A cyclecar got its name from the fact that it was part motorcycle and part car.
A cyclecar got its name from the fact that it was part motorcycle and part car. Like an early-era motorcycle, a cyclecar had a small, air-cooled engine and rode on skinny, cycle-style wheels and tires. Like an early-era motorcar, it had four wheels and the driver — and sometimes even a tandem-seated passenger — sat within bodywork and used a steering wheel and pedals to stop, to go and to turn.
It appears that cyclecars arrived in the United States from Europe around 1913 and enjoyed some popularity for about a decade before they were overwhelmed by larger, more comfortable and more powerful automobiles that, among other things, offered much better protection from the elements.
But from time to time a car show includes a cyclecar class, and The Henry Ford museum has a Detroit-built 1914 JB Rocket (as in James Scripps-Booth) Cyclecar on display as part of its “Driving America” exhibition. The Standard Catalog of American Cars lists dozens of cyclecar companies, from A.C. (the Autocycle Company of New Orleans) to Zip (of Davenport, Iowa). In between were the likes of Baby Moose, Bantam, Blood, Car Nation, Cricket, Cyclops, Dudly Bug, Gadabout, Imp, Lulu, Peter Pan and Spider.
And now there’s Vintage Kart, which is based in Mesa, Arizona, and has produced more than 50 of its cyclecar-inspired mini racers, two of which were offered for sale at the inaugural Leake Auction Company Motor City collector car sale, which is where I jumped at the offer to do a test drive of Vintage Kart No. 9, nicknamed the Revolution and wearing the livery of the Detroit area’s new M1 Concourse, a cardominium/test track complex built at the site of a former GM assembly plant right on famed Woodward Avenue.
My “Larry’s likes” story from the auction preview noted that the Revolution was one of my two favorite vehicles at the sale. So when ClassicCars.com marketing manager Dawn Antestenis sent me a text saying that Andrew Bracanovich of Vintatge Kart wanted to know if I wanted a closer look at the car, I called him and not only was offered a look, but a test drive.
After a brief walk around, I got into the Revolution and Andrew got into the dark red No. 4 Trampoline and off we went for a few laps around and up and down the ramps of the MotorCity casino hotel parking structure that were secured for the auction cars.
The little retro-styled cars look like a cross between a classic cyclecar, a classic Bugatti Grand Prix car. and a modern Formula Ford or Vee racer. Bracanovich said one of the motivations for the team that developed the cars was to get youngsters interested in classic cars.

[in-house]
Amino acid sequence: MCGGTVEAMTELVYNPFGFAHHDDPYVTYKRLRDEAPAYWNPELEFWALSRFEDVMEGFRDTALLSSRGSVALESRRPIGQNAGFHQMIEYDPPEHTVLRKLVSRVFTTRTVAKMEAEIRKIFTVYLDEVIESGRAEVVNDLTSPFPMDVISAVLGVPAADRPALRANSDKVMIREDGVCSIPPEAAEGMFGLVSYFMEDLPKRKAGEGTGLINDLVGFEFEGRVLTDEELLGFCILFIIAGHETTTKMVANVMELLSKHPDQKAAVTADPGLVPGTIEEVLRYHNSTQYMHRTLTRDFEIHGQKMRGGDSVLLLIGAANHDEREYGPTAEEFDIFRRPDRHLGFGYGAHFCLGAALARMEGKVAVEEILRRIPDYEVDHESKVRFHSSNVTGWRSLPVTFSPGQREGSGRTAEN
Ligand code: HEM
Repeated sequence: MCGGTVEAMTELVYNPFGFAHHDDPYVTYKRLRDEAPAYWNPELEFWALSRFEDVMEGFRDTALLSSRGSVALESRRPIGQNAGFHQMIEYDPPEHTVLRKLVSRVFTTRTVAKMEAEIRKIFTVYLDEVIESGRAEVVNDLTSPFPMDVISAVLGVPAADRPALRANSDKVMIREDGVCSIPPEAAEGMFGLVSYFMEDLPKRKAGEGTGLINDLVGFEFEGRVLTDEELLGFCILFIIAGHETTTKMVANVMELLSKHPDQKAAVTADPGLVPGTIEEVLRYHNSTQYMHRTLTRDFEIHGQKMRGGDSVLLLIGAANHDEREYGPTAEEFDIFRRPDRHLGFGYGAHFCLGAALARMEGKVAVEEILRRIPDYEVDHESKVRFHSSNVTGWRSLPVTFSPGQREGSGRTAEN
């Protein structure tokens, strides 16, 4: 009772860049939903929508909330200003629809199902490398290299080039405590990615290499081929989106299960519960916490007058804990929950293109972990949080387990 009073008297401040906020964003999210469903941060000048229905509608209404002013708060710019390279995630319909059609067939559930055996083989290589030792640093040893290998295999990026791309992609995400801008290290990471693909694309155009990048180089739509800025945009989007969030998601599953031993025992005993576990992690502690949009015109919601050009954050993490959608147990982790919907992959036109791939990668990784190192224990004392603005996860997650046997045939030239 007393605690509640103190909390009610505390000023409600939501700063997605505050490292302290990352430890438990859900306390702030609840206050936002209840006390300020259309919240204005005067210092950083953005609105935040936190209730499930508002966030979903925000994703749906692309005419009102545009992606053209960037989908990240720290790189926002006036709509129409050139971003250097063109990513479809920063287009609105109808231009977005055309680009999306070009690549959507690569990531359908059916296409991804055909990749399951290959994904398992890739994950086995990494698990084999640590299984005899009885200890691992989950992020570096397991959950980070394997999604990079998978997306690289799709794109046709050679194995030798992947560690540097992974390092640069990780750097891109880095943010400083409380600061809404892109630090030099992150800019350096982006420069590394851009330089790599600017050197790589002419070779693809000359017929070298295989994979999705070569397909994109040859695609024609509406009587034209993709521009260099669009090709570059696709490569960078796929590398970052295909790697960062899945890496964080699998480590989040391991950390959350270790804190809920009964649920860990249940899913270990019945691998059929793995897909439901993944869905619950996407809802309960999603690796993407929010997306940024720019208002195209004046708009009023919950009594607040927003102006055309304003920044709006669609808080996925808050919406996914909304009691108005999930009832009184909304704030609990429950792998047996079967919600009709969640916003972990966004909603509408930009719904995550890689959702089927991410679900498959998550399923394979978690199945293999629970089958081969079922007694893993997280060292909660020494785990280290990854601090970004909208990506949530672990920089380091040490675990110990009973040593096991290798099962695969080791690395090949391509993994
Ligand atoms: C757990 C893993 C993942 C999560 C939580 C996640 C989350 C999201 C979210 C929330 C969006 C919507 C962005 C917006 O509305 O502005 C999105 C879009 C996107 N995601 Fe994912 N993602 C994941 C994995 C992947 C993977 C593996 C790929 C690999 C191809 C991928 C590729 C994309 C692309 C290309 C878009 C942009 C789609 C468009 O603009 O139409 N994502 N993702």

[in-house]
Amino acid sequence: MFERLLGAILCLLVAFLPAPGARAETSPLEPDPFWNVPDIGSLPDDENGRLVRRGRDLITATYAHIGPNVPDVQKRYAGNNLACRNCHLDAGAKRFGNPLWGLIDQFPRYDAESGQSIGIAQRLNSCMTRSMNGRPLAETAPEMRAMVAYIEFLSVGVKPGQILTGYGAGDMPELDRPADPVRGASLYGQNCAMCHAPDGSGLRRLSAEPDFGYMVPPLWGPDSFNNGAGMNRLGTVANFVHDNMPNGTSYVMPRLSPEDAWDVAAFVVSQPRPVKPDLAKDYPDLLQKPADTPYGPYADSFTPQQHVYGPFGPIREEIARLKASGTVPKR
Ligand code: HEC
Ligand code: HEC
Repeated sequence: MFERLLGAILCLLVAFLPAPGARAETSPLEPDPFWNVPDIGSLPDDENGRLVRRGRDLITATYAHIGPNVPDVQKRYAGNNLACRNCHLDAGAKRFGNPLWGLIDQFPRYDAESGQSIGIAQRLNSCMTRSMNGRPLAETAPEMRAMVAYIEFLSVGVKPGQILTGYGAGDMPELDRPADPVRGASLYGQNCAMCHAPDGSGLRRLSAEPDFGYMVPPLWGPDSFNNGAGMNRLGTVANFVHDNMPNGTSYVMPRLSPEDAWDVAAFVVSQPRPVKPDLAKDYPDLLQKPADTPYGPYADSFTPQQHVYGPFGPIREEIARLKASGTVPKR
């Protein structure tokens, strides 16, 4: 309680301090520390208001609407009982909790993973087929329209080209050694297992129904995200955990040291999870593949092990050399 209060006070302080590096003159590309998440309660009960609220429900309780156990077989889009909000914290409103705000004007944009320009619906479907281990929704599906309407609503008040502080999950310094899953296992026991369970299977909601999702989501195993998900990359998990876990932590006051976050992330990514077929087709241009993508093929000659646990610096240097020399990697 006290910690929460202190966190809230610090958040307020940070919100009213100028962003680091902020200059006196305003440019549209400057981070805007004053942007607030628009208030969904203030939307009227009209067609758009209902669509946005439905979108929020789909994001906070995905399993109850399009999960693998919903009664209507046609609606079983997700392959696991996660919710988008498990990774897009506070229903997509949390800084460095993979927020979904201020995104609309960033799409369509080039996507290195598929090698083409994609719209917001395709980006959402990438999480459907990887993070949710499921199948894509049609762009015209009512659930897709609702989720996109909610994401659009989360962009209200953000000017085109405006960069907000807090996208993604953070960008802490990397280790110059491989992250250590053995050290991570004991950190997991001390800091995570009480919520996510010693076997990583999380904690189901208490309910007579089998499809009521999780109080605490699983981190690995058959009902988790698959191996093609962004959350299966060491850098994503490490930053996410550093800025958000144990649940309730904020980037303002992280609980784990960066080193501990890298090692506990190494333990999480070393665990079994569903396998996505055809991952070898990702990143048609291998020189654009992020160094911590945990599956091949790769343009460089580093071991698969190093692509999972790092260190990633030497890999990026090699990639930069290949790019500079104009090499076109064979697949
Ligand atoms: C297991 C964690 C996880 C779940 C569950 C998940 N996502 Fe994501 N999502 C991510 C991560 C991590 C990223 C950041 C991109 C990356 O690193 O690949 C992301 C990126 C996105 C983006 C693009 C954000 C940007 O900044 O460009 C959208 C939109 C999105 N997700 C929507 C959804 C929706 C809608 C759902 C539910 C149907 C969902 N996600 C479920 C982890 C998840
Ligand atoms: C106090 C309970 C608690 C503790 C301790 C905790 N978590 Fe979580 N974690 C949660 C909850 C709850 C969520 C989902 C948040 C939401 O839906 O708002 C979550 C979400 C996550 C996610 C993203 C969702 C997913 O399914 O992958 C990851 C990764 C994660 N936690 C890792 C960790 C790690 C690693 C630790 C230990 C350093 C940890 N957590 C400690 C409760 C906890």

“So many classic cars are ‘hands offs’ and children don’t like that,” he said, adding that the Vintage Kart team encourages children to climb inside and have a look at the cars.
Those cars are simple but sturdy and well-constructed. A 196cc Honda GX-200 engine, a compact and surprisingly quiet four-stroke that provides 6.5 horsepower that reaches the rear wheels through a Comet TAV2 constant-velocity belt-driven clutch and Peerless 100 Series differential.
Climb into the cockpit and there’s a red switch so you can shut off the engine, a steering wheel, a pedal that says — literally — GO (the letters cut into the metal pedal) and another that says STOP. Stopping is done via a hydraulic rear disc brake. With a single forward gear, there’s no need for a shifter. If you need to move the cart in reverse, it weighs only 300 pounds so you climb out and push it backward.
A 3.1-gallon tank provides enough fuel so that you could drive all day, Bracanovich said.
The wheels are Honda CT 90s wrapped with Michelin M62 Gazelle 2.75 x 17-inch tires and are skinny enough to encourage you not to overdrive in the corners.
Depending on the specific clutch setup, the carts have a top speed of 35 or 45 mph. The ones in Detroit were geared to 35 mph and that was plenty for racing around inside the parking garage and for hustling up the ramp to the second floor. And the brake worked just find when we needed to slow for a corner or at the bottom of the ramp.
Let’s see, how to put this… Those of a certain age will understand when I call this an E-ticket Disney ride. (In some ways, I felt almost like I was back in “Skippy School,” driving one of Skip Barber’s Formula Ford school cars, albeit one with less power and much skinnier tires and no pesky double-clutching shifter to mess me up.) For another generation, perhaps it’s as if a racing video game went from virtual to reality.
The Vintage Kart mini racers are produced in kit form and are available for $7,000, or you can buy one already assembled and ready to drive for $12,000.
You also can see the cars in action November 4-6 at the second Scottsdale (Arizona) Grand Prix, or at other similar venues that are in the works for 2017. See the Vintage Kart website for details.
2015 Vintage Mini Racer
Vehicle type: 1-passenger, open-wheeled retro-designed mini-racer, rear-wheel drive
Base price: $7,000 (in kit form), $12,000 assembled
Engine: 6.5 horsepower Honda GX200 Transmission: Comet TAV2 constant-velocity belt drive
Wheelbase: 61 inches Overall length/width: 44.25 inches / 100.5 inches
Curb weight: 317 pounds
Top speed: 35 mph or 45 mph (depending on transmission gearing)
Assembled in: Mesa, Arizona